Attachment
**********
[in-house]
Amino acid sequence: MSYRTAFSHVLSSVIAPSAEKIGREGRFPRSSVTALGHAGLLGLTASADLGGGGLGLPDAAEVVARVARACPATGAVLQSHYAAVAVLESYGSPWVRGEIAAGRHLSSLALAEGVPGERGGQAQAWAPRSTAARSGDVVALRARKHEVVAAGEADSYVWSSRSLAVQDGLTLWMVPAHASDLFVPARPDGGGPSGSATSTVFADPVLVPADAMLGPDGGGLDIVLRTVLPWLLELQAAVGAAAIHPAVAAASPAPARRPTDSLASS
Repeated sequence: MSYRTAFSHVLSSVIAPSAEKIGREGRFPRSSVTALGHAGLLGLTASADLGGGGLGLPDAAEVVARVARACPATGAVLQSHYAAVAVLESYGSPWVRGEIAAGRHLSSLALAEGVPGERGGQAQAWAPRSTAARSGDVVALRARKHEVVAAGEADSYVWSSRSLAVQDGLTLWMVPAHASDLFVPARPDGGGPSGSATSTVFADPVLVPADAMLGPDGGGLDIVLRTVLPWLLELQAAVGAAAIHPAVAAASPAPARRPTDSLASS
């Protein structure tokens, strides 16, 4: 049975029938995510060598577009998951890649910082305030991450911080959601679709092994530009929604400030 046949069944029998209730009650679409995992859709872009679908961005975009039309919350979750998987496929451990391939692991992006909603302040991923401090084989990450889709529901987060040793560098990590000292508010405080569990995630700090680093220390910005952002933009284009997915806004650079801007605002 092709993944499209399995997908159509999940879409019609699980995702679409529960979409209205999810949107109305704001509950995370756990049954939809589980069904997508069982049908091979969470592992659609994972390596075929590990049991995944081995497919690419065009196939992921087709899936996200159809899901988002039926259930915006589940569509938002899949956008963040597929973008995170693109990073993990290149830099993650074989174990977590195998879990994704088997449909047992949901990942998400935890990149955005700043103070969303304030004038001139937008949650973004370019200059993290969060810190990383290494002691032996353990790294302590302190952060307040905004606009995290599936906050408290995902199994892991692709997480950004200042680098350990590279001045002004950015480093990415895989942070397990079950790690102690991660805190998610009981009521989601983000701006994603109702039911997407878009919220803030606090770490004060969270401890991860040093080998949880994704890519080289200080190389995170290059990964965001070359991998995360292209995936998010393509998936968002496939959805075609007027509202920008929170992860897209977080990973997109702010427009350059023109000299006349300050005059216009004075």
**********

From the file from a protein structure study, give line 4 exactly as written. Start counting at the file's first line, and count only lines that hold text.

């Protein structure tokens, strides 16, 4: 049975029938995510060598577009998951890649910082305030991450911080959601679709092994530009929604400030 046949069944029998209730009650679409995992859709872009679908961005975009039309919350979750998987496929451990391939692991992006909603302040991923401090084989990450889709529901987060040793560098990590000292508010405080569990995630700090680093220390910005952002933009284009997915806004650079801007605002 092709993944499209399995997908159509999940879409019609699980995702679409529960979409209205999810949107109305704001509950995370756990049954939809589980069904997508069982049908091979969470592992659609994972390596075929590990049991995944081995497919690419065009196939992921087709899936996200159809899901988002039926259930915006589940569509938002899949956008963040597929973008995170693109990073993990290149830099993650074989174990977590195998879990994704088997449909047992949901990942998400935890990149955005700043103070969303304030004038001139937008949650973004370019200059993290969060810190990383290494002691032996353990790294302590302190952060307040905004606009995290599936906050408290995902199994892991692709997480950004200042680098350990590279001045002004950015480093990415895989942070397990079950790690102690991660805190998610009981009521989601983000701006994603109702039911997407878009919220803030606090770490004060969270401890991860040093080998949880994704890519080289200080190389995170290059990964965001070359991998995360292209995936998010393509998936968002496939959805075609007027509202920008929170992860897209977080990973997109702010427009350059023109000299006349300050005059216009004075």